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Melissa October 28, 2014 at 5:39 pm

I’ve met girls like this, too. They are obsessed about the wedding years before they even meet the guy they’ll marry. The ones I knew almost always got divorced, often after a relatively short marriage. I’m sure this doesn’t always happen, but it’s best to overplan for the marriage, not the wedding.

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Jenna October 28, 2014 at 1:00 am

I read through the study and the conclusions seem a little weak to me (one analysis showed no result, a different analysis showed weak correlations).

But intuitively their point about a relatively inexpensive wedding attended by a lot of people having the highest chance of success makes sense to me. The people are the best part of a wedding!

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Little House October 28, 2014 at 8:58 am

That’s an interesting correlation. It could be that couples that spend a lot of weddings spend a lot on other things in their lives, too, which increases financial stress.

Mr. LH and I spent under $6,000 on our wedding because we didn’t have a lot of money. It was a perfect wedding, in our eyes. After we married, we worked on our finances together and made improvements. We still discuss finances and our future and work together on getting to where we want to be. Maybe because we work as a team, and have always done so, it’s less stressful. Perhaps that’s the element missing in couples that spend a lot on their weddings – they’re not working as a team.

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Melissa October 28, 2014 at 5:38 pm

Excellent point. I think if you’re going to have a budget wedding, you have to talk with one another and compromise because you definitely won’t be able to do all the things you want to do on your wedding day.

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Emily @ Simple Cheap Mom October 29, 2014 at 11:57 am

I haven’t read the studies, it’s interesting the comment about the weak correlation. But it sounds right and I’m willing to believe it anyways, hehe.

I think part of the factor is getting not only everything you want but everything your parents want and everything important guests would want sets you up for an unsustainable (but for a wealthy few) lifestyle. If a few years later you wake up with a pile of debt and can’t afford the nice things you’re used to, it would be pretty tough on a relationship.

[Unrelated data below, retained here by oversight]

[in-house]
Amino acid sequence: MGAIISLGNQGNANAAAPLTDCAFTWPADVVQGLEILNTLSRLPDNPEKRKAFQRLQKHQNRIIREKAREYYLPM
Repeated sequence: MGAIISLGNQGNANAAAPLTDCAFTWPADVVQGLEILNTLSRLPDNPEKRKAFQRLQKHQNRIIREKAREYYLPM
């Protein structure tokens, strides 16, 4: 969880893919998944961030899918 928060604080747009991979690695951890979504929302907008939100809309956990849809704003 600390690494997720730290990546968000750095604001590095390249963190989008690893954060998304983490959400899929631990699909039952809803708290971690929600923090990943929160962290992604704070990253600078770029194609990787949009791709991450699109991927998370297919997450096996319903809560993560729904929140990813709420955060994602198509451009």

That being said, I think the couples who can get through rough finances together strong will probably have an even better marriage outcome. It’s not easy and they’d really need to work together as a team.

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maria@moneyprinciple October 30, 2014 at 3:57 pm

Melissa, it may correlate but there certainly is no causality. There are – may be – other factors that explain both the exessive spending on weddings and the later divorce. My husband and I married 21 years ago and spent no more than $3,000 on our wedding. We had great time; our guests had great time as well. Our wedding was about making promises to each other that our families and friends witness, not about fairy tales and un-necessary excess.

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Dee @ Color Me Frugal October 31, 2014 at 9:10 am

Interesting! I think my hubby spent kind of a lot on my ring (to this day he will not tell me how much it cost), but our wedding was only $4k. We were broke as a joke when we got married, so an expensive wedding was completely out of the question. I am really glad that we went cheap on the wedding because adding consumer debt to our student loan debt would have been ridiculous!!

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Harmony June 24, 2015 at 12:07 pm

I believe not, I had very simple and affordable ring, and my marriage last fifteen years.